Wednesday: We conducted our household interviews. There was such a great turn out that we ran out of response forms!
Thursday: I entered some of the data I collected from household interviews, but spent the better part of the day talking to my coworkers about Filipino and American culture.
During these conversations I not only learn more about Filipino culture, but I also learn about American culture as it’s perceived and questioned by my Filipino friends. It’s interesting to hear what pieces of information spark curiosity in a brain that is culturally wired so differently from my own.
I’ve gotten expected questions about American weather patterns, American holidays, and food preferences (“wait, walang rice?!”). But I’ve also gotten unexpected questions like why Americans are so independent and do things like move away from home at 18, how is our police system organized (There’s only the Philippine National Police, no smaller departments like NYPD), how accurately American movies depict certain aspects of American culture, and what sort of crops we harvest.
I have to admit some of these questions sent me running to Google! The United States is a massive country it’s not easy to summarize our customs. Crop harvest varies depending on the region. What would you say the ‘american staple food’? The common guess here is bread.
So no matter what I’m doing whether I’m at my office or roaming around my Municipality, I’m constantly sharing my world, and the world is constantly sharing in return.
Peace Corps tagline is ‘the toughest job you’ll ever love’ and it is such an accurate description of the job I have here. Getting technical things done is tough when you don’t speak the language. Working in a new environment takes adaptation. Trying to understand an unfamiliar culture, demands acceptance that some things aren’t meant to be understood. I spend many days having my views and personal opinions stretched and skewed by words, and actions. This forces me to look at something I thought I knew, in an entirely different way. It’s exhausting, and exhilarating.
Peace Corps is not what I thought it would be, nonetheless, I love my job more and more everyday. It’s a tough journey I am proud to be on. It’s an experience I know will leave me changed in ways I never imagined, and I look forward to every day as I grow in unexpected directions.
I’ve been in Casiguran for almost two months now but when my counterpart told me to finish up the tour of Casiguran’s Livelihood projects with our BFAR representative, while she attended to other business, my stomach dropped a little.
Casiguran has a number of Alternative Livelihood Projects that have been funded by the Bureau of Fisheries and Aquatic Resources. These projects are incredibly important in improving the quality of life for our fisherfolk, and helping them maintain financial security. Alternative Livelihood opportunities allow people to learn new skills and diversify their income.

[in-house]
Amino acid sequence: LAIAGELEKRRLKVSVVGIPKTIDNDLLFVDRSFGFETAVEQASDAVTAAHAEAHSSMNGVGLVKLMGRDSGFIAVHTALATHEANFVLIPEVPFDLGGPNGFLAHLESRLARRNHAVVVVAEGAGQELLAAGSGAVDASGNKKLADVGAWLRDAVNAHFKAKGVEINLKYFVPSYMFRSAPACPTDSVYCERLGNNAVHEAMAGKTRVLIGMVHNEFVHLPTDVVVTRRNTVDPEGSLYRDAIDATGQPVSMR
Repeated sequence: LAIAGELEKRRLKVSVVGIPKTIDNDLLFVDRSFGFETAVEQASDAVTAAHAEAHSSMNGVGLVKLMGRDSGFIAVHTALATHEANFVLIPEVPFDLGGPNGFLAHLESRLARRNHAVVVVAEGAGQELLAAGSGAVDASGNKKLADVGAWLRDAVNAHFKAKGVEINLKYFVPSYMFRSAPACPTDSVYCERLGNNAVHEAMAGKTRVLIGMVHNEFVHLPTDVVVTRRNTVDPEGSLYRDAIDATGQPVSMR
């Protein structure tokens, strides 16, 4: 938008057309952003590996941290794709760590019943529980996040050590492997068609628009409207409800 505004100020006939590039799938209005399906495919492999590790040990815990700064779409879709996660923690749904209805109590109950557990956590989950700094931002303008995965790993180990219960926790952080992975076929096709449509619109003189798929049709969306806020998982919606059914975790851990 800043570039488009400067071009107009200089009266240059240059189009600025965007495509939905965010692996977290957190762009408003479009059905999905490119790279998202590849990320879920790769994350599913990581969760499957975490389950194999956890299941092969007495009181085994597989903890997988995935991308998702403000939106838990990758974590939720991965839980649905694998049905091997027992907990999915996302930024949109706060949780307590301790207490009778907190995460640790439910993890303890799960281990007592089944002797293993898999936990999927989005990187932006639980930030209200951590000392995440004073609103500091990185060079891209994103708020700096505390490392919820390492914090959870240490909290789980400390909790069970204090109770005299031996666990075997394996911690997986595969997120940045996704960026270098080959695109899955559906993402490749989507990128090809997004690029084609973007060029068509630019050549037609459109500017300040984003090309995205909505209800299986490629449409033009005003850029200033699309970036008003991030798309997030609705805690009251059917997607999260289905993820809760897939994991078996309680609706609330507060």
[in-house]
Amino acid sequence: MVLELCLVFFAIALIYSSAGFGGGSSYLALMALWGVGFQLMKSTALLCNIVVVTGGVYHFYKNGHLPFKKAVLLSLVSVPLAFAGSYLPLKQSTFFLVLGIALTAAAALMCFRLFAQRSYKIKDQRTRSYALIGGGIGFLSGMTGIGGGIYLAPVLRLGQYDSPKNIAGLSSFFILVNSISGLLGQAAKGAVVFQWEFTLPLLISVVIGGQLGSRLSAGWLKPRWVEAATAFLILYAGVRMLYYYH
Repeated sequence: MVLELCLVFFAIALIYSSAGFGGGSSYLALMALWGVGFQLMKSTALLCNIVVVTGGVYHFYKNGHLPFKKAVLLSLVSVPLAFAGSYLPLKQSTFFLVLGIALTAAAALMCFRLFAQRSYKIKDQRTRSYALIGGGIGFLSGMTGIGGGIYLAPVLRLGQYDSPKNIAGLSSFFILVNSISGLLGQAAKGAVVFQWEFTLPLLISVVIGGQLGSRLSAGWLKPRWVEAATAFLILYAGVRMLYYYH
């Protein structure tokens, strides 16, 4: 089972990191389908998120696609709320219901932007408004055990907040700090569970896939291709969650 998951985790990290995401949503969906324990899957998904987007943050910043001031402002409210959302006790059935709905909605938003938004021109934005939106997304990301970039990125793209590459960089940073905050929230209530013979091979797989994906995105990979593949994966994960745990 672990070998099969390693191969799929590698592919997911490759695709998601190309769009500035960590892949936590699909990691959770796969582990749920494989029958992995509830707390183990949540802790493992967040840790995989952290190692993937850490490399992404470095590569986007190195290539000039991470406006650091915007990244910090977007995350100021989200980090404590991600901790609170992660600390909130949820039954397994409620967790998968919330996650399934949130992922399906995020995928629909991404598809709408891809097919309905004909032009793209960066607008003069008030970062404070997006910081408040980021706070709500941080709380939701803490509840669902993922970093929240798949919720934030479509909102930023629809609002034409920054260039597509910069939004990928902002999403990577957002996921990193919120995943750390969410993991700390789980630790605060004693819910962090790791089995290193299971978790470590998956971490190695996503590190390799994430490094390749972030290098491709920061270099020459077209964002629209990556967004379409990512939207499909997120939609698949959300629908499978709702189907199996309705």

Why must the fisheries sector diversify their income?
The Fishing industry is an extremely insecure industry. Factors like climate change, population increase, and overfishing, among others, have caused a decrease in fish catch.
Why don’t they just fish less?
Sounds easy right, just fish less. This is much easier said than done. Asking the fisherfolk to fish less is asking them to deprive their families of dinner and income. But, when fishing grounds run dry, families also go hungry.
The beacon of light! Alternative livelihood projects! These help reduce pressure on fish stocks and maintain financial security for the fisherfolk. Our projects here include: a Municipal Tilapia Hatchery, a Post Harvest Facility enhancement project, and a Fisheries Products Value Adding Center. These are all funded by BFAR and must be documented appropriately. We had finished showing our BFAR representative, Gloria, the Municipal Hatchery when it was my turn to direct the tryke driver to our next destination, The Cawit Livelihood Center.
‘Cawit Barangay Hall po’ I say to the tryke driver.
We start down the road and I assume I’ve done enough. Tryke drivers know Casiguran like the back of their hand, there’s no doubt he knows where a landmark like the Barangay Hall of Cawit is.
He passes the turn.
‘Wait, wait!’ I raise my voice over the tryke’s motor, in english. My Bicol proficiency is in no way reactive (yet) and it completely escapes me in times of urgency, ‘Cawit Barangay Hall!’
He stops the tryke and asks someone nearby ‘Hain an Cawit Barangay Hall?’
I think that I’m hearing him incorrectly; he doesn’t know where the Barangay Hall is? Based on body language, and limited language skills, I piece together that he is definitely asking people for directions. He doesn’t know where the Barangay Hall is, but I DO!
‘I know, I know- er, aram ko, aram ko!’ He looks down at me like I’m a little bit crazy. Granted, I probably look crazy, there are two Filipinos on the tryke but I’M the one trying to give directions. I point behind me, ‘back that way.’ He turns around and heads towards the turn.
‘Tuo!’ I tell him to turn right. He slowly takes the turn and slows again to ask someone.
‘It’s okay, aram ko, direcho!’ the woman from BFAR riding behind the driver is laughing now as I’m still trying to get the tryke driver to listen to me.
‘Chelsea knows how to get there but the tryke driver does not!’ She is thoroughly entertained by the entire situation.
We continue, slowly, down the road and as we come up to another turn, still laughing Gloria asks ‘Which way Chelsea!’
For the first time in four months of living in the Philippines, I don’t feel like the visitor. We turn left and pull in front of our destination. ‘Para, para po, right in here’